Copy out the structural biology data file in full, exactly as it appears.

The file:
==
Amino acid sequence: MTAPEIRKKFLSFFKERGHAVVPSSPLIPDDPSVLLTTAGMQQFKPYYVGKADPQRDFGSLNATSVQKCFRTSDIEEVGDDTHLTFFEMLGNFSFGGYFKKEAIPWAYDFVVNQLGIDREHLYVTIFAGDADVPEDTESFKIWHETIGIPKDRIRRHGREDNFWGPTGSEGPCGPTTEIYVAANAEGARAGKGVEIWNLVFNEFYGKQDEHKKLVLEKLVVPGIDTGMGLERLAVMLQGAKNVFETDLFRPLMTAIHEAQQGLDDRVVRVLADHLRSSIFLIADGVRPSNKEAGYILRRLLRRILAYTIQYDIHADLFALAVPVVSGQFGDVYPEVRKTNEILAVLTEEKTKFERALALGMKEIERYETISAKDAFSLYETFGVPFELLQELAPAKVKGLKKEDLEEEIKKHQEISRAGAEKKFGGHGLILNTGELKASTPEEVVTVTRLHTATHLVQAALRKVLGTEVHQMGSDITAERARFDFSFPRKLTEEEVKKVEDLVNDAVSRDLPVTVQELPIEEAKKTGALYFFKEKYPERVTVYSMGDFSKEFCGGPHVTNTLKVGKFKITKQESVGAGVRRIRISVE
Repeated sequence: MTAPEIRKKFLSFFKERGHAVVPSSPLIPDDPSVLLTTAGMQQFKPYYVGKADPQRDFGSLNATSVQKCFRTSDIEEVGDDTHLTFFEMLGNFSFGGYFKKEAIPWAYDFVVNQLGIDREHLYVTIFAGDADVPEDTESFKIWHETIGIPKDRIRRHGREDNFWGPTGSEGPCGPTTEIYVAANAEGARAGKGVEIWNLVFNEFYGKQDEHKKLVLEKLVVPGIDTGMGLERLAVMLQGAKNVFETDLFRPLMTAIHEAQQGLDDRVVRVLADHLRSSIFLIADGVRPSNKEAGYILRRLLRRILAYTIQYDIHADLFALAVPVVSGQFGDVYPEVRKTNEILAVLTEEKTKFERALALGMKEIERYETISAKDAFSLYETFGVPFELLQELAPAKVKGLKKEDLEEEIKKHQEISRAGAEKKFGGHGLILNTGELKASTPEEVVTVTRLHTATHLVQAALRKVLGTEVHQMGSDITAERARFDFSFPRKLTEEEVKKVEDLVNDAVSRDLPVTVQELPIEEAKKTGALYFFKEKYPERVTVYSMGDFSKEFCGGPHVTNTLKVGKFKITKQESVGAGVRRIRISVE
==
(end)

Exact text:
Amino acid sequence: MTAPEIRKKFLSFFKERGHAVVPSSPLIPDDPSVLLTTAGMQQFKPYYVGKADPQRDFGSLNATSVQKCFRTSDIEEVGDDTHLTFFEMLGNFSFGGYFKKEAIPWAYDFVVNQLGIDREHLYVTIFAGDADVPEDTESFKIWHETIGIPKDRIRRHGREDNFWGPTGSEGPCGPTTEIYVAANAEGARAGKGVEIWNLVFNEFYGKQDEHKKLVLEKLVVPGIDTGMGLERLAVMLQGAKNVFETDLFRPLMTAIHEAQQGLDDRVVRVLADHLRSSIFLIADGVRPSNKEAGYILRRLLRRILAYTIQYDIHADLFALAVPVVSGQFGDVYPEVRKTNEILAVLTEEKTKFERALALGMKEIERYETISAKDAFSLYETFGVPFELLQELAPAKVKGLKKEDLEEEIKKHQEISRAGAEKKFGGHGLILNTGELKASTPEEVVTVTRLHTATHLVQAALRKVLGTEVHQMGSDITAERARFDFSFPRKLTEEEVKKVEDLVNDAVSRDLPVTVQELPIEEAKKTGALYFFKEKYPERVTVYSMGDFSKEFCGGPHVTNTLKVGKFKITKQESVGAGVRRIRISVE
Repeated sequence: MTAPEIRKKFLSFFKERGHAVVPSSPLIPDDPSVLLTTAGMQQFKPYYVGKADPQRDFGSLNATSVQKCFRTSDIEEVGDDTHLTFFEMLGNFSFGGYFKKEAIPWAYDFVVNQLGIDREHLYVTIFAGDADVPEDTESFKIWHETIGIPKDRIRRHGREDNFWGPTGSEGPCGPTTEIYVAANAEGARAGKGVEIWNLVFNEFYGKQDEHKKLVLEKLVVPGIDTGMGLERLAVMLQGAKNVFETDLFRPLMTAIHEAQQGLDDRVVRVLADHLRSSIFLIADGVRPSNKEAGYILRRLLRRILAYTIQYDIHADLFALAVPVVSGQFGDVYPEVRKTNEILAVLTEEKTKFERALALGMKEIERYETISAKDAFSLYETFGVPFELLQELAPAKVKGLKKEDLEEEIKKHQEISRAGAEKKFGGHGLILNTGELKASTPEEVVTVTRLHTATHLVQAALRKVLGTEVHQMGSDITAERARFDFSFPRKLTEEEVKKVEDLVNDAVSRDLPVTVQELPIEEAKKTGALYFFKEKYPERVTVYSMGDFSKEFCGGPHVTNTLKVGKFKITKQESVGAGVRRIRISVE